Exercising my options? Retirement reflection #7

Portrait of the author – LIE – Sam Knight, Unsplash

Well it came sooner than expected, though the timing is excellent. While I am only sixty-three and a half years old, today I joined my first seniors exercise class. Now they don’t advertise it as a “seniors” class. It’s described as something to do with “healthy bones.” I thought my bones were fine; it’s what sticks to them that raises concerns, maladies including arthritic stiffness, precarious balance and declining strength.

The class blurb also says something about your “core,” something I have searched for, for years—it’s down there somewhere I’m sure. So there we were, a gathering of folks embodying what the Prayer Book calls people of “all sorts and conditions,” all with proof of vaccination, government issued photo ID, a need for conditioning and in my case old, tired sweatpants with no elastic left. As I stretched toward the ceiling by pants raced to the floor, a wardrobe malfunction repeated over and over again. My country for a safety pin!

The instructor was lovely, lean and fit, a fine sample of humanity worthy of emulation. In her welcome she stressed that we should take things carefully, do only what we could manage, and check with our doctor if we had a problem with any of the seven triage questions. I need to contact my doctor.

We met in a spacious gymnasium shared between our gentle, unassuming group and a rather intense basketball-playing conflagration of twenty-something college males on the other side of a screen. The effect was to make me realize what poor condition I am in. They leap around, shouting “here, here” as they try to avoid travelling (many have indeed travelled from all over the world) in order to share this space with a quieter and less fit group of, here comes the word “seniors.”

Readers must realize that for me, exercise is anxiety-producing. In a similar way during my ministry career I would emerge from hospitals committed to taking better care of my body–better eating, less stress and of course, more exercise. Well like New Years resolutions the results have been mixed, until today, my first seniors exercise class.

In our three-by-four-foot taped square on the floor, we stretched and stood with shoulders directly aligned above our planted feet, learning the thirty-second routines, sometimes solo and at other times in combination with other actions. Holy coordination Batman! We reached for the heavens, stretched to the side, hands open-palmed, lurching front to back and back to front. We shifted (almost forgot the “f”) our weight (in my case considerable). We enjoyed the musical accompaniment of Motown hits, too many to name here. I did however enjoy Rescue Me when my pulse raced to meet my heaving chest, supported by dancing feet in balance-challenged isometric exercise.

Back for a moment to anxiety-productive exercise. So many other people seem to love exercise. Our instructor just smiles through it all. Situated at the front of the class I can glimpse her exultation through my sweat-stained eyebrows. My theory is that if you are born with a great body it’s not that hard to keep things ship shape. If you are born however with a “unique” body like me, well the odds are against you.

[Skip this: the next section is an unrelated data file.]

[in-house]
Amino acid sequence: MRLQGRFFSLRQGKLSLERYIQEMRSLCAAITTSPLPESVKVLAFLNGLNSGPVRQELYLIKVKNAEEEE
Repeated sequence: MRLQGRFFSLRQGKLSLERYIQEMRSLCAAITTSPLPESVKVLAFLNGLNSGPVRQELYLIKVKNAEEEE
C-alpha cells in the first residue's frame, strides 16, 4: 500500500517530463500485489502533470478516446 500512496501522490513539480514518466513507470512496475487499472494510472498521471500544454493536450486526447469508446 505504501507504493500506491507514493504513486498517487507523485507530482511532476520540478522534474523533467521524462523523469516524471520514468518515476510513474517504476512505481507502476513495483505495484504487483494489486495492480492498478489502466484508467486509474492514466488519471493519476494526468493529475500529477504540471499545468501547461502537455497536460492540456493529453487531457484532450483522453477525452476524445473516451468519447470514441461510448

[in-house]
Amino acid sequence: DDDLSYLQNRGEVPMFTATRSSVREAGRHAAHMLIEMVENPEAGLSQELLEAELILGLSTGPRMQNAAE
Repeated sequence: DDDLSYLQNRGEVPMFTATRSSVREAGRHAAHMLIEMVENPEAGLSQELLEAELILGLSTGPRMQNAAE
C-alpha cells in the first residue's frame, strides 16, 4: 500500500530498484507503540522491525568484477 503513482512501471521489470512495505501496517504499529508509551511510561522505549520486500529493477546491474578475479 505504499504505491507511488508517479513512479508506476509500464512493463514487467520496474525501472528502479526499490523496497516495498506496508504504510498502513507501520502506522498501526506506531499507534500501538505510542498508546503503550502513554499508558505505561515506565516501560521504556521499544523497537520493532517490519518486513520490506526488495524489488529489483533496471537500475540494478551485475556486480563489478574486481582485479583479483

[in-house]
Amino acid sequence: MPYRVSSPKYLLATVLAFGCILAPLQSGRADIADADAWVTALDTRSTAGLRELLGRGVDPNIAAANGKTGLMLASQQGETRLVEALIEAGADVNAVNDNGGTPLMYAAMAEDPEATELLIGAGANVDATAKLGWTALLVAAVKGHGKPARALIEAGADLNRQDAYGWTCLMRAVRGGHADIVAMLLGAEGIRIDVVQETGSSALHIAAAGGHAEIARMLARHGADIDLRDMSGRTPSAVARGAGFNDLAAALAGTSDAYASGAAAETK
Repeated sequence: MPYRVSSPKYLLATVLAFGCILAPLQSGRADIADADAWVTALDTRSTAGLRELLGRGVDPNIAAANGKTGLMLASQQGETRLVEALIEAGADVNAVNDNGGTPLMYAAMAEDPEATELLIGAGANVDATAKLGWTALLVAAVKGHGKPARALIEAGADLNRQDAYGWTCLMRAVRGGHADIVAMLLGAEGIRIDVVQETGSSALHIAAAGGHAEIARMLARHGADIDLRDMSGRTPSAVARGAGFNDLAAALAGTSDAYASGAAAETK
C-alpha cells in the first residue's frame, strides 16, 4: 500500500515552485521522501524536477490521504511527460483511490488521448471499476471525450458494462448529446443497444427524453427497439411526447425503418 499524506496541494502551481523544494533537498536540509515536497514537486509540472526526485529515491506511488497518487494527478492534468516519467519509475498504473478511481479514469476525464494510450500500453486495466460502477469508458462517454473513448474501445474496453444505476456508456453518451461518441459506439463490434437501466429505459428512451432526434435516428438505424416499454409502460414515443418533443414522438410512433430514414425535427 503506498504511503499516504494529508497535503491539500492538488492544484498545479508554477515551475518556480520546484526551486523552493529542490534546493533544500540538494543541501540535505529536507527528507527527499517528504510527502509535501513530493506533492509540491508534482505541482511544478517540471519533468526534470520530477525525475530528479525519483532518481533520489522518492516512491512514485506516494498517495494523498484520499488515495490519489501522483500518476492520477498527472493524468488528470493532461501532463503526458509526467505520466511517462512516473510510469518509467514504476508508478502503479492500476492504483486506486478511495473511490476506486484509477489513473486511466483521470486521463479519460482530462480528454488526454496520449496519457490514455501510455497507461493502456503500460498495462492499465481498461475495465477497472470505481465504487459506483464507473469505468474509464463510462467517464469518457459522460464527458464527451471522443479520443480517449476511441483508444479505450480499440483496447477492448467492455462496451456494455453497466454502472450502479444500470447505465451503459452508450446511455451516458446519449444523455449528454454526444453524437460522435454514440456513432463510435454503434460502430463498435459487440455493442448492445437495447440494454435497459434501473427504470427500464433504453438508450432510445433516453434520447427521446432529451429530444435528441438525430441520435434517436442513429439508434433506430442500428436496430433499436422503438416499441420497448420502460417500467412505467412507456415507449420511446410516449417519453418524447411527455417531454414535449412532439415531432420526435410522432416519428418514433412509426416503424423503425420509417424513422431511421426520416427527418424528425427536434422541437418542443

When I bellyache about exercise I am encouraged by the phrase, that exercise “helps us take good care” of our body. It’s a Biblical, practical and wellness-centered practice. “Cherish yourself” I repeat with cautious conviction. This class, cycling and swimming are my ways of investing in self-wellness. Time in retirement helps bring this activity front and centre. It also crushes many typical avoidance excuses.

Concerning exercise I do have particular negative memories. I spent my early school years in a small private school in Victoria where students were encouraged to excel in both the classroom and on the sports field. Well, one out of two isn’t bad; but the stigma of being picked last in most team sports hurt at the time, and admittedly still lingers. And then there’s the Canadian Fitness Challenge of the early 1970s. In that national fitness project, all students were required to be assessed and then compared to other kids. You were either fit, or you weren’t. Guess which club I joined. I was really good at sit-ups however, which may explain why I have an abdominal hernia now.

Fortunately in Grade Eleven I made a big mistake, an error with a wonderful outcome. In registering for courses I signed up for Physical Education in a full year class, not in a semester offering. This class attracted all the athletes who wanted to play the full spectrum of summer and winter sports. So they were confident and talented and would take a chance on me, and not always pick me last. They would pass me the ball! Also the curriculum devoted more time and energy to individual sports. So I started running.

Back to our present class; the music has changed. No more Motown. It’s slower, more fluid and calm; we are clearly heading towards warm down. I can see the Namaste gesture on the horizon. I listen as a slowly plucked sitar moves us towards the door. I do feel relaxed and yes, well exercised. No one is forcing me to attend this class; it is as they say, optional. That said in exercising this particular option, I can look forward to Thursday when we do it all over again.


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